Question 3: Does an apparent tax advantage put businesses on an equal footing?

No. The Aerospace Industry Engineer Workforce Tax Credits provides tax credits exclusively to the aerospace sector giving it a distinct advantage over similarly situated industries.

Question 4: Is the purpose of this policy to avoid tax pyramiding?

No. Tax pyramiding occurs when a product is taxed at multiple production stages, leading to the final consumer paying taxes on taxes when purchasing the final product. This raises the price of the final product and distorts the market. This is clearly not the case for this set of subsidies, which are, if anything, designed to make aerospace industry outputs in Oklahoma relatively inexpensive in the market by offsetting costs at taxpayer expense. To the extent that income taxes result in pyramiding, the aerospace industry is no more disadvantaged than any other.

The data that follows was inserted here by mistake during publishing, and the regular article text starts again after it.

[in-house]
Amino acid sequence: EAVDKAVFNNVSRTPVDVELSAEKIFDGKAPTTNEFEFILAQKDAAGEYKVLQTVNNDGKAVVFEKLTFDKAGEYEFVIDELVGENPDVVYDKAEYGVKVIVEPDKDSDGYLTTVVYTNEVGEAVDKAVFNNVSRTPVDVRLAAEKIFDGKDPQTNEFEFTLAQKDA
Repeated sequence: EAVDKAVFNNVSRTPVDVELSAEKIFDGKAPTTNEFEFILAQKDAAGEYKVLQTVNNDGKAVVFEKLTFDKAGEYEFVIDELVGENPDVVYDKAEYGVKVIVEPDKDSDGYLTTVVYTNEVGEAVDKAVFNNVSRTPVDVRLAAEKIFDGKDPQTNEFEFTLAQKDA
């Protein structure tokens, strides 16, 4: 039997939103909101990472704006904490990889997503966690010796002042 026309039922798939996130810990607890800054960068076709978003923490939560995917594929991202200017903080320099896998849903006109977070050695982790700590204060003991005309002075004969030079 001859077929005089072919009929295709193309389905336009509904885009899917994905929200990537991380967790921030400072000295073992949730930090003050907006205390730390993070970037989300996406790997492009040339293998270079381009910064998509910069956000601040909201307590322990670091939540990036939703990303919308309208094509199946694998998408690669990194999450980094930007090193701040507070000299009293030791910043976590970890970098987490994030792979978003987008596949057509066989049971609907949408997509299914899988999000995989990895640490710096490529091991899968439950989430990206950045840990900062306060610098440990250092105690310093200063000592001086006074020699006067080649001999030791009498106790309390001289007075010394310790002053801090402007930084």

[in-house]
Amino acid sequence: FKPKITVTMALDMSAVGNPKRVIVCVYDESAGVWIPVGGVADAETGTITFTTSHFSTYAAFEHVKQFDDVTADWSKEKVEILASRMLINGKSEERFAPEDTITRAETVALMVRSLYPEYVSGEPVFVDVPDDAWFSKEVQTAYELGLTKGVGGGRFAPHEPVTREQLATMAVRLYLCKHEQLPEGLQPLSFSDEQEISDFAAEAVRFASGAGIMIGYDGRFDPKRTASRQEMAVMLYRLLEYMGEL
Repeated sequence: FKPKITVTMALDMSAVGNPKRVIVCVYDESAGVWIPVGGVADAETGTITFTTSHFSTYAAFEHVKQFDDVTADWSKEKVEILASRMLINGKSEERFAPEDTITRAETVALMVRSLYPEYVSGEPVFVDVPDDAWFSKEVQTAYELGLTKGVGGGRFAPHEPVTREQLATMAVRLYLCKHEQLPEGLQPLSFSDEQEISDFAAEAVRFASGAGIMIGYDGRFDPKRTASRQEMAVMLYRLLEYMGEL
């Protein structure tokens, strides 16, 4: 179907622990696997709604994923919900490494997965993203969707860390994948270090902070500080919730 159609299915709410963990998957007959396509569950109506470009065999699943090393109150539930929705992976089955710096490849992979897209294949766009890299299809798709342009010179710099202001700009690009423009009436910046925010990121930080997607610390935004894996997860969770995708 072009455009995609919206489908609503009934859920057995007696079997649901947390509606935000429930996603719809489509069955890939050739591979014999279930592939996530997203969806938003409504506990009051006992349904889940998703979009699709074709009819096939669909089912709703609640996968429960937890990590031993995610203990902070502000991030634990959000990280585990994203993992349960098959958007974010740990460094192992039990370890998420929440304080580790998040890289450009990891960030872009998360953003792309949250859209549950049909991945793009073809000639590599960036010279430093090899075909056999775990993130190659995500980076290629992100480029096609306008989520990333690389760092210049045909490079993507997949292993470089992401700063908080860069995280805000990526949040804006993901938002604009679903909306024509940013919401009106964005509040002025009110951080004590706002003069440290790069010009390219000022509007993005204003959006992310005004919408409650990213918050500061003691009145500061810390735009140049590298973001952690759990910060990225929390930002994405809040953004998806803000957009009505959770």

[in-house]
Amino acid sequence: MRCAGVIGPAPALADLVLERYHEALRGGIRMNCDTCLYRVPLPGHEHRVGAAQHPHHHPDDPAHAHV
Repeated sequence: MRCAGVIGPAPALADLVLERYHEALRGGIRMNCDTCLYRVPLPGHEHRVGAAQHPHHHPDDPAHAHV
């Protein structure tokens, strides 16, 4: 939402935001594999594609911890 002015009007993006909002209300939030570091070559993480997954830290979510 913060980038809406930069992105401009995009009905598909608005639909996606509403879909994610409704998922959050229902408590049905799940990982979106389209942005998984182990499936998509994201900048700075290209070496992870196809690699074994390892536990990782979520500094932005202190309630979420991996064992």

Question 5: Is the policy compensating a company for public infrastructure the company provided?

No. While it is conceivable that some aerospace companies may be involved in the creation of public infrastructure, nothing in the requirements for any of these tax credits compensates for the private creation of public infrastructure.


The evaluation results are clear, the answer to question 1 is yes, and the answers for questions 2 through 5 are no. Therefore, the Aerospace Industry Engineer Workforce Tax Credits are corporate welfare and should be repealed immediately.